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Alan Marshall

Prior to the Civil Wars the secret intelligence activities of the English state had already begun to orientate themselves around the office of the secretary of state. In the English context at least, this office had emerged from a varied administrative background of royal courts and councils, closets and keepers of royal business secrets, becoming a secretary who, at first, mainly acted as the monarch’s own private servant. Throughout the seventeenth century this office was to retain some of these older

in Intelligence and espionage in the English Republic c. 1600–60
Derek Birrell

3 The Secretary of State and the Northern Ireland ministers Prior to direct rule the minister in the British Government responsible for Northern Ireland was the Home Secretary. Until 1968 this had been a less than onerous part of the Home Secretary’s job but the workload increased substantially with the growing intervention by the British Government between 1969 and 1972. With direct rule the transfer of all legislative and executive powers would have imposed too much of an extra burden on a Home Secretary and the wide range of ministerial duties justified a

in Direct rule and the governance of Northern Ireland
Martyn Powell

This essay focuses upon the controversy surrounding Lord George Townshends appointment as Irish viceroy in 1767. He was the first viceroy to be made constantly resident and therefore it was a shift that could be seen as part of a process of imperial centralization, akin to assertive British policy-making for the American colonies and India. Up until this point there has been some doubt as to whether Townshend himself or the British Government was the prime mover behind this key decision. This article uses the Caldwell-Shelburne correspondence in the John Rylands Library,to shed further light on this policy-making process, as well as commenting on the importance of Sir James Caldwell, landowner, hack writer and place-hunter extraordinaire, and the Earl of Shelburne, Irish-born Secretary of State and later Prime Minister, and reflecting on the historiography,of the Townshend administration and Anglo-Irish relations more generally.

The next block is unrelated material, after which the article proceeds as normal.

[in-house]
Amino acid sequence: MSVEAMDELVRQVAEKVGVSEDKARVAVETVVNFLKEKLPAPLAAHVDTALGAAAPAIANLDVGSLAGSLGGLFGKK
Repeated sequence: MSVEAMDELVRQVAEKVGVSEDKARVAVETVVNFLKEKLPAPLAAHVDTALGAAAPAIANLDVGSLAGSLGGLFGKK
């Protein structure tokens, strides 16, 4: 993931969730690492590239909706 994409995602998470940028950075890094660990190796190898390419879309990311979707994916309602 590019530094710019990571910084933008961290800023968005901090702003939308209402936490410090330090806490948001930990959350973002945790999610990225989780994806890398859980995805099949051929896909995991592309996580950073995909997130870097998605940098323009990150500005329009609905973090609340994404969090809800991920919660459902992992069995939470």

Bulletin of the John Rylands Library

This book considers in detail the culture and language of plots, conspiracies and intrigues and exposes how the intelligence activities of the Three Kingdoms of the 1640s began to be situated within early modern government from the Civil Wars to the rule of Oliver Cromwell in the 1650s. It also introduces the reader to some of the personalities who were caught up in this contemporary intelligence and espionage world from the intelligencers, especially Thomas Scot and John Thurloe, to the men and women who became its secret agents and spies. The book includes accounts of espionage activities not just in England but also in Ireland and Scotland, and it especially investigates intelligence and espionage during the critical periods of the British Civil Wars and the important developments which took place under the English Republic and Oliver Cromwell in the 1650s.

David Rieff